Study examines the rise of plaque in arteries

Induction of atherosclerosis in mice models results in plaques
Induction of atherosclerosis in mice models results in plaques (on the right side of each panel) with marked smooth muscle-derived cells of a single color (yellow in left panel) or multiple colors (right panel). These plaques are from mice transplanted with bone marrow that is normal (left panel) or lacking integrin beta3 (right panel).

The accumulation of cholesterol plaques in artery walls can lead to atherosclerosis, or the hardening of arteries that contributes to heart attacks and strokes. In a new study, Yale researchers investigate how plaque cells develop at the molecular level, and their findings could help produce targeted treatments for the disease.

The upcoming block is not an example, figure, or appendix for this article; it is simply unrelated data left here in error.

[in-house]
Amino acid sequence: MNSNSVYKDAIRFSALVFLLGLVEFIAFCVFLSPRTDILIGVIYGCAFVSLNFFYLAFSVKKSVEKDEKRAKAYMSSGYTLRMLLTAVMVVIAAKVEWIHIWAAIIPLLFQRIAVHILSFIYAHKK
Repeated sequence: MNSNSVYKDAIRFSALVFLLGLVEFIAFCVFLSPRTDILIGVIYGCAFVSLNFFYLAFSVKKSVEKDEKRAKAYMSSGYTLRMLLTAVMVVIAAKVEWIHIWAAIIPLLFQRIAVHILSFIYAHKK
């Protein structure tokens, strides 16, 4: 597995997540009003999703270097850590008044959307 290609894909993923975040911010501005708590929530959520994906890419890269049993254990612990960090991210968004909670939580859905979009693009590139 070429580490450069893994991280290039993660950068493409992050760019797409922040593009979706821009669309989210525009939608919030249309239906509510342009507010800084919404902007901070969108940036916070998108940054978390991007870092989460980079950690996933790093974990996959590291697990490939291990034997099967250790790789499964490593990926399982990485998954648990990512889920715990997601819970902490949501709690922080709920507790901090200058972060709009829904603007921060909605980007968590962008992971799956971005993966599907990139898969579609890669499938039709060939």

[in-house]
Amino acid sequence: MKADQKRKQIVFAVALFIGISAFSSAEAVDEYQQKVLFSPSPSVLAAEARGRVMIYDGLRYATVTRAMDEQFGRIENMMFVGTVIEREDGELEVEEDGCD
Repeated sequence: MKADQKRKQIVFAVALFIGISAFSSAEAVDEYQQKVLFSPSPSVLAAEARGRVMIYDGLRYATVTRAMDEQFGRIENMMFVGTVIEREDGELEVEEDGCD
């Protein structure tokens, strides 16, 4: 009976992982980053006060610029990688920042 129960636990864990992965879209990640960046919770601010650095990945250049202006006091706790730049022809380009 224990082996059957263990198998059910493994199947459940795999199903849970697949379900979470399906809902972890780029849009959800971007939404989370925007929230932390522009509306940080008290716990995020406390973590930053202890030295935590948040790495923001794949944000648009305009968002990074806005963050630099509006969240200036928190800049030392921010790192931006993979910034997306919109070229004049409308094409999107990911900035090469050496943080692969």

Smooth muscle cells, the dominant type of cell found in artery walls, are known to be involved in plaque build-up, but it has not been clear how this occurs. The research team, led by senior study author Daniel Greif, used mice models and primary human cells to study smooth muscle cells and their contribution to atherosclerotic plaques.

They discovered that a single smooth muscle cell gives rise, through a process of clonal expansion, to the majority of cells found in the plaque. Additionally, they learned that a gene known as integrin beta3 regulates the migration of a single smooth muscle cell progenitor from the artery wall into plaque. Once inside the plaque, the progenitor cell reproduces and changes into other cell types. Further, the researchers determined that the gene’s role in plaque development occurs in smooth muscle cells as well as in bone marrow-derived cells.   

Together, the findings shed light on the complex mechanisms behind the progression of atherosclerosis, and suggests potential targets for future therapies, the researchers note.

Read the full study in Nature Communications.

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Ziba Kashef: ziba.kashef@yale.edu, 203-436-9317